Jazz Club Etiquette for First-Timers
Couples have been tapping their toes and squeezing into booths at jazz clubs for more than a century. Customs change, however, and somewhere along the way people started questioning how to listen to jazz in a live setting. These days, the whole live jazz experience seems to have—if not quite a formal, academic tone—at least secret code of conduct that can leave first-timers scratching their heads.
Dave Jemilo, the owner of Chicago nightlife institution The Green Mill, thinks it shouldn’t be that way. With his help, we’ve put together a guide that answers some common questions about jazz shows and concert etiquette. Read on, and the next time you get the urge to cut a rug or bob to the beat, you’ll be armed with everything you need to know.
That bass solo was great! Am I allowed to clap?
“It’s pretty much standard to clap after solos,” Jemilo explains, but you should definitely wait to make sure the solo’s actually over. It’s common for bands to engage in a technique called “trading fours,” in which various members play four-bar solos one after another. Instead of clapping after each of these, wait for the song to return to its principal melody and then clap all you want. If all else fails, Jemilo suggests watching other people in the crowd for a cue.
Can I snap some quick photos on my phone?
For better or worse, smartphones are a common sight at jazz clubs and they aren’t going away anytime soon. If you must take a photo, try to keep your phone out of sight and always remember to turn the flash off. And, though a quick photo is generally OK, keep your phone tucked away for the rest of the live jazz performance. “If you’re right in the front row and you’re texting the whole time,” Jemilo says, “the bands get really aggravated.”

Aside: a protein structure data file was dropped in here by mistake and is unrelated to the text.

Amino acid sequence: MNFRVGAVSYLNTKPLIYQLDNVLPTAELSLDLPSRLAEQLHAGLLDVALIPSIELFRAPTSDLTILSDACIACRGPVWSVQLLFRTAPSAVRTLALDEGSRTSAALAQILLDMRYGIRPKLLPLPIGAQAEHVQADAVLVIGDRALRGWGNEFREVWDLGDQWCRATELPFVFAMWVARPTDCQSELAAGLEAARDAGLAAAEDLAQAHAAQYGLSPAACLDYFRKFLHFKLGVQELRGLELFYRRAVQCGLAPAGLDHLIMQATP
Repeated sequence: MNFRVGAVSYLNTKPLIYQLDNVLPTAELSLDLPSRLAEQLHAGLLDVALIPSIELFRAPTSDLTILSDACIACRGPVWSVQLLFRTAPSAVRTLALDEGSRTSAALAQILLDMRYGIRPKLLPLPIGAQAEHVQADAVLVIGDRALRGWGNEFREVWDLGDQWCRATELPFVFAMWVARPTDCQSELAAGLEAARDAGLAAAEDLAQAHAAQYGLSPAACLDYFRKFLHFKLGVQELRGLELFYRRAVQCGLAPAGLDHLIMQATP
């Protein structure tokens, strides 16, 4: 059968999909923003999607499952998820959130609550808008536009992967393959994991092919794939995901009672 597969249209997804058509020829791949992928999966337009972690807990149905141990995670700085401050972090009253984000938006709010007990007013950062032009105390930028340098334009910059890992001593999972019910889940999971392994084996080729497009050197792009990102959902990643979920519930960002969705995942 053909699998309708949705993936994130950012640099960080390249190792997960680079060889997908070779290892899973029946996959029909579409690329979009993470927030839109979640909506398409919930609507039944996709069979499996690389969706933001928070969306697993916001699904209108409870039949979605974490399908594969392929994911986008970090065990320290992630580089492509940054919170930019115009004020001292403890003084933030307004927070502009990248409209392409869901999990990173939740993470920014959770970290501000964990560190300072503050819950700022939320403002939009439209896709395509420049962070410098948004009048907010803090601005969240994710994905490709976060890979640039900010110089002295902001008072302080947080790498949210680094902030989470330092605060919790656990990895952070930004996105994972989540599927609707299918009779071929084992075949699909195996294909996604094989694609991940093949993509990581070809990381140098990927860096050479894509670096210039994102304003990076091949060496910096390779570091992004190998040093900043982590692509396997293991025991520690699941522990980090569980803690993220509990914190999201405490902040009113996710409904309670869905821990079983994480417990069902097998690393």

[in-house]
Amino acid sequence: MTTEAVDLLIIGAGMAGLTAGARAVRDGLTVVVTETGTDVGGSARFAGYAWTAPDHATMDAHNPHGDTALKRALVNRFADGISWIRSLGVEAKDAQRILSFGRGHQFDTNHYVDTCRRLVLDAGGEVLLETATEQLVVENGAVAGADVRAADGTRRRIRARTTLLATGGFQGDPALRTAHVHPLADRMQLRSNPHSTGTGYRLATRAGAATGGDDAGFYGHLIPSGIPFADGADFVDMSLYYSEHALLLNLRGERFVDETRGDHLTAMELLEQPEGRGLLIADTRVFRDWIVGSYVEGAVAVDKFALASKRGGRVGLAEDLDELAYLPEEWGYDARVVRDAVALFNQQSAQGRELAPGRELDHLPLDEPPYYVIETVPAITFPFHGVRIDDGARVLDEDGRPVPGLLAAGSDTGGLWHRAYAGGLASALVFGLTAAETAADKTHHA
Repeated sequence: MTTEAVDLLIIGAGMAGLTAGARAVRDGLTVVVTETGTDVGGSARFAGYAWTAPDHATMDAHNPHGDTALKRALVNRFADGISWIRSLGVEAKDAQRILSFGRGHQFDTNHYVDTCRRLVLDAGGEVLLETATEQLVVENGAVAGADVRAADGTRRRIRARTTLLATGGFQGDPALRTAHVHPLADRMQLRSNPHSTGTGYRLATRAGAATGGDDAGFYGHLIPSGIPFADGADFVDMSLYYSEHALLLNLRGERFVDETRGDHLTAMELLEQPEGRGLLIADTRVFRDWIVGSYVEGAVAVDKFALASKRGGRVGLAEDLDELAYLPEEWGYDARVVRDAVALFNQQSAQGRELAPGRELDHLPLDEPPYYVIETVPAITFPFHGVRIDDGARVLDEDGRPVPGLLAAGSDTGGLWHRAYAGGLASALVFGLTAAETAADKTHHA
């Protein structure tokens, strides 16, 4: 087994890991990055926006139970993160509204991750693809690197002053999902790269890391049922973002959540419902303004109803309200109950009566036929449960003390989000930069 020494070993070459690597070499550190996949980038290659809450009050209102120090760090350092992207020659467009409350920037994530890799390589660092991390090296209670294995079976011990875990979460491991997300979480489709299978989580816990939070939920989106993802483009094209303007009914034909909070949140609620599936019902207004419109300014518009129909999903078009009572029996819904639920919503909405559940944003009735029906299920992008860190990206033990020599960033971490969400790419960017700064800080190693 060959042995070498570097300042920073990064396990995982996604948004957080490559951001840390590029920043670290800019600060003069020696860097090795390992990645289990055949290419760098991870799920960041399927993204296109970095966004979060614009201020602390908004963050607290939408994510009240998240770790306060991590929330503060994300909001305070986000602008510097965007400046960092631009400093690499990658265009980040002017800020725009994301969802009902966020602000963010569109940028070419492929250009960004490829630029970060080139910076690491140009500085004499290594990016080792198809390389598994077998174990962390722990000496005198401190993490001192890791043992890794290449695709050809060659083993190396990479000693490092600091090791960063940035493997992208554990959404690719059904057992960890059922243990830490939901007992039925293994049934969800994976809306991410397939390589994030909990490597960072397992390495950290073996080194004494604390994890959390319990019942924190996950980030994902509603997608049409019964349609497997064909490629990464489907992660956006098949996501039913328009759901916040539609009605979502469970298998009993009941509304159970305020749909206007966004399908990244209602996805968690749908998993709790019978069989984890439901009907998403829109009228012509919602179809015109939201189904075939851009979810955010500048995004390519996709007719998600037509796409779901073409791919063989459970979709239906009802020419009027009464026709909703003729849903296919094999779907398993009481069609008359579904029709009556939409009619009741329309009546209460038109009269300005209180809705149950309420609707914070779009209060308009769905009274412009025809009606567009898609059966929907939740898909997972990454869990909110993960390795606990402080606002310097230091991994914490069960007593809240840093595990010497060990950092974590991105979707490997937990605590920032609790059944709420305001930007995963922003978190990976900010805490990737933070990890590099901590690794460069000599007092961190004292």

Can I chat with my date during the jazz show?
Talking during a jazz show is a faux pas that trips up many first-timers, especially those who come to socialize and view the band merely as background noise. “It’s not polite, especially if the band’s quieter,” Jemilo says. Louder bands allow for a little more chatter, but it’s important to be mindful of what’s going on around you—if a bass solo kicks in, for example, it’s time to quiet down. This policy has its benefits; if you’re on a date and it’s not going well, you can always suggest an avant-garde jazz show. Chatter is highly discouraged, “so you have a reason not to talk without being rude!”
I want another drink. When’s a good time to ask?
This can vary depending on the place. If there’s table service, feel free to order drinks whenever your server comes around. Otherwise, it’s not absolutely necessary to wait for a song to end before getting up to use the restroom or order a drink at the bar, though it is considered good manners. In any case, drink up. “That’s how the joint stays open and makes enough money to have the band play,” Jemilo wisely points out.
I love this song! Can I get up and dance?
Well, maybe. The band might not always take it as a compliment if you get up and start moving to the beat during the jazz show. If the dance floor isn’t open, “the focus should be on the band. When you start dancing in the aisle … you’re actually being inconsiderate” by shifting attention away from the band, Jemilo explains. Call ahead of time and ask the club if the dance floor will be open, and pay attention to the calendar, as big bands and swing bands are more likely to welcome dancing.